WVU During World War II and Post-War Growth
Japan bombed Pearl Harbor on December 7, 1941, and the United States found itself at war. WVU, like colleges across the country, soon felt the impact of the war.
Male students and faculty enlisted or were drafted into military service. Students in engineering might stay in school but had accelerated programs, with heavy course loads crammed into short periods of time, so they might graduate early and go into the armed forces with better preparation for wartime service.
In the absence of many male students, women became a more dominant and visible force on campus. Sororities and women’s honoraries became some of the most active groups. In 1942, Betty Head became the first female student body president when Peter Yost enlisted in the Navy. In classes, women often knitted for the war effort.
During the war, approximately 300 men of the 48th College Training Detachment lived, trained, and studied on WVU’s campus. Terrace Hall, now Dadisman Hall, was converted into a “mess hall” for these cadets. Dean of Women Edna Arnold (for whom Arnold Hall is named), expected the women students to do their patriotic duty by attending Saturday-night dances at E. Moore Hall to entertain the soldiers.
Women were still required to wear either skirts or dresses to class, since slacks and blue jeans were not permitted. Some female students wore shorts or rolled-up blue jeans under trench coats so it was not obvious that they were disobeying the rules. While men were expected to dress “respectably,” jackets and ties were not required.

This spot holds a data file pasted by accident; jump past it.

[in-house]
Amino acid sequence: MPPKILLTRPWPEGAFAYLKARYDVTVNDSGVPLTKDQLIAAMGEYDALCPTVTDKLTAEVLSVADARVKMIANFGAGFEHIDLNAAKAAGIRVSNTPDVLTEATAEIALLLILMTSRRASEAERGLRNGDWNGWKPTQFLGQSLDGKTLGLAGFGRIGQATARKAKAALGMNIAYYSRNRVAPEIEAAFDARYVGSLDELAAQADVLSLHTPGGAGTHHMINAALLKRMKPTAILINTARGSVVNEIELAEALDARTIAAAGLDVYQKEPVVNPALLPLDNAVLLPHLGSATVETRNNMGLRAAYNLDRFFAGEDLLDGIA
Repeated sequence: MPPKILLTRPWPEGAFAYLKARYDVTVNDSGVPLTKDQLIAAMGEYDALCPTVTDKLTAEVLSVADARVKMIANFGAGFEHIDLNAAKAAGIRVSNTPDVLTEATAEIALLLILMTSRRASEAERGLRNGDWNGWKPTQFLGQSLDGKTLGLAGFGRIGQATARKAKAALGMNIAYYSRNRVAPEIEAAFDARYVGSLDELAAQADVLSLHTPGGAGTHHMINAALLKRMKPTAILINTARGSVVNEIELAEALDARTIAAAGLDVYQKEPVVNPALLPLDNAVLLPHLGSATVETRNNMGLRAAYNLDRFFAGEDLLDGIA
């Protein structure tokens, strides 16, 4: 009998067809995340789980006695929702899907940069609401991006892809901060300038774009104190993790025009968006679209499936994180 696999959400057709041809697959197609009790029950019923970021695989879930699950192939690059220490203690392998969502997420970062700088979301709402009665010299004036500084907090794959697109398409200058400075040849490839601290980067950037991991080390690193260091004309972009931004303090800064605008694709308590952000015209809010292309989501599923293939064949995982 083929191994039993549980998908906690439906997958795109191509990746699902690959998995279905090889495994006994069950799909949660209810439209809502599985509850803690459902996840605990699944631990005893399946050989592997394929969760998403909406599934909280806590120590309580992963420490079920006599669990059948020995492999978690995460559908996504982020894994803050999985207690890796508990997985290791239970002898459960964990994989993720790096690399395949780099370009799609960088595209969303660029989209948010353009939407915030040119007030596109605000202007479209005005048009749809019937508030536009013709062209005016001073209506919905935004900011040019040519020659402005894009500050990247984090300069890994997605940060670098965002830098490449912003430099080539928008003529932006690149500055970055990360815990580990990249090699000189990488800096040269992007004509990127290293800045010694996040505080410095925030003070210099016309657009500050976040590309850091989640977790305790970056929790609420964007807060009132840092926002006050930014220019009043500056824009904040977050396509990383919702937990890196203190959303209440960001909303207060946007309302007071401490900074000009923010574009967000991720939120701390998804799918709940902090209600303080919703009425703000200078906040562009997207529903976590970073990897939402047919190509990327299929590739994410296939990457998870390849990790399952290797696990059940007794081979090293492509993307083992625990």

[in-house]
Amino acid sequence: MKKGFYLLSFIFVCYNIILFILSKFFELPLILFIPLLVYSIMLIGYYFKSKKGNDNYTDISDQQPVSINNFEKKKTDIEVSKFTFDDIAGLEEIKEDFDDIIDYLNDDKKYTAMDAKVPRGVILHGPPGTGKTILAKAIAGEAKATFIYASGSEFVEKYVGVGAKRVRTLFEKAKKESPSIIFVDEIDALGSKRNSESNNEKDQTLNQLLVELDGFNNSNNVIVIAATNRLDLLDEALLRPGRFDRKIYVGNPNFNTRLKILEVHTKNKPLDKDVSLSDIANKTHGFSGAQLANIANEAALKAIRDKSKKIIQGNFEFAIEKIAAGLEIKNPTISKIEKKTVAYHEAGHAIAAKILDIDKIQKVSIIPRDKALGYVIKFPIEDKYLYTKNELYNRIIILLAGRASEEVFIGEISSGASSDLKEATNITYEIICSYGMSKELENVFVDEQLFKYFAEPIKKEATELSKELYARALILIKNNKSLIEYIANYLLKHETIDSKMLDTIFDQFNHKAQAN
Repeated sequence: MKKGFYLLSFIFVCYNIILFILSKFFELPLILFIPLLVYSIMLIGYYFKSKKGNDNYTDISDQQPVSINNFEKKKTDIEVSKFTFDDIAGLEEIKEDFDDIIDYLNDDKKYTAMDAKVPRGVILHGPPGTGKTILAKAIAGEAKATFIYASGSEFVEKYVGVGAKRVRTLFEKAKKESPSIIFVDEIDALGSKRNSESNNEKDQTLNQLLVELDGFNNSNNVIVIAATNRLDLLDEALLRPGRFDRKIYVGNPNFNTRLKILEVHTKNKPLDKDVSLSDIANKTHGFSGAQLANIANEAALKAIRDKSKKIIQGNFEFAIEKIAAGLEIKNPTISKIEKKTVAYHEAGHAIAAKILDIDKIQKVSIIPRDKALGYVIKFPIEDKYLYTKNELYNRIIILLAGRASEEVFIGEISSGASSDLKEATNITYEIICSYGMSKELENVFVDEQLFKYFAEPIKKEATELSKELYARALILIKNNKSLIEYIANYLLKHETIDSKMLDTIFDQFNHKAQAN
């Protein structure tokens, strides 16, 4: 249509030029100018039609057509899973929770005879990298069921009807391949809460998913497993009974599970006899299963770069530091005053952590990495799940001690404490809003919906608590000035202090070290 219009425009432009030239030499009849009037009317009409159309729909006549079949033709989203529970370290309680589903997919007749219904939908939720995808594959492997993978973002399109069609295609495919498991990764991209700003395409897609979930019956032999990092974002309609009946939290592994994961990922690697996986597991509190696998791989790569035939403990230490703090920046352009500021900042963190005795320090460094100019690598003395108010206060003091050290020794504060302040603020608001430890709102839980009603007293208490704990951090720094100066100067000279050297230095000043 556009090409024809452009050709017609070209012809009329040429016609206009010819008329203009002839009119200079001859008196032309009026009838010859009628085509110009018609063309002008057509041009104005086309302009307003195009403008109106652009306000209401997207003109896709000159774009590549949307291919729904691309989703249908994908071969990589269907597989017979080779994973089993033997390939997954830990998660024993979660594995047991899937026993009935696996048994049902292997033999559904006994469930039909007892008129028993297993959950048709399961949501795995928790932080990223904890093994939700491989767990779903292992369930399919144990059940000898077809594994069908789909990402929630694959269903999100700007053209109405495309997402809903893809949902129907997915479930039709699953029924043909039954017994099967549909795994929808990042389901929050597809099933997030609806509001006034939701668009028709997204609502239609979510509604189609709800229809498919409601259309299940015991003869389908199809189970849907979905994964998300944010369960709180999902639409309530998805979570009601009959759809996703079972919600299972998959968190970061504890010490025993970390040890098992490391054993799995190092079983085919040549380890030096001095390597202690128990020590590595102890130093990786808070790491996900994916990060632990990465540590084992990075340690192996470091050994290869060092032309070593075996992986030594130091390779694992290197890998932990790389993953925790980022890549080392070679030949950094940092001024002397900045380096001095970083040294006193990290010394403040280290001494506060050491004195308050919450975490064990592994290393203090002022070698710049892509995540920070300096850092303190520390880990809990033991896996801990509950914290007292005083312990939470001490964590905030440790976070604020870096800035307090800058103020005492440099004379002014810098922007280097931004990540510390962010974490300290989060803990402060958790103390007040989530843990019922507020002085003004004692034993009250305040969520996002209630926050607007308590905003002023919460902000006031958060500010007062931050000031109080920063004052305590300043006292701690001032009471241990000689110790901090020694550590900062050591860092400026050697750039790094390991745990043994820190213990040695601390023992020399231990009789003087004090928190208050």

In 1941, WVU granted the first graduate degree to the first known African American student. In 1945, Victorine Louistall became the first-known African American woman to earn a graduate degree from WVU when she received her M.Ed. degree. She later returned to WVU in 1966 to teach library science and was the first-known African American faculty member. We have no way of knowing whether other students or faculty “passed” as white so they could attend or work at WVU earlier.
The war ended in 1945, and enrollment skyrocketed to a record high of 6,010 in the fall of 1946 as veterans attended school with financial help from the G.I. Bill. This provided federal funding for those who had served our country during the war. Classes met from 8:00 a.m. to 10:00 p.m. and on Saturday to meet the demand. Students crowded into apartments and residence halls, government-surplus barracks and trailers, and homes of Morgantown families. Five veterans lived on the second floor of the president’s house with the family of President Irvin Stewart (1946-1958, for whom Stewart Hall is named).
1940 view of campus from Westover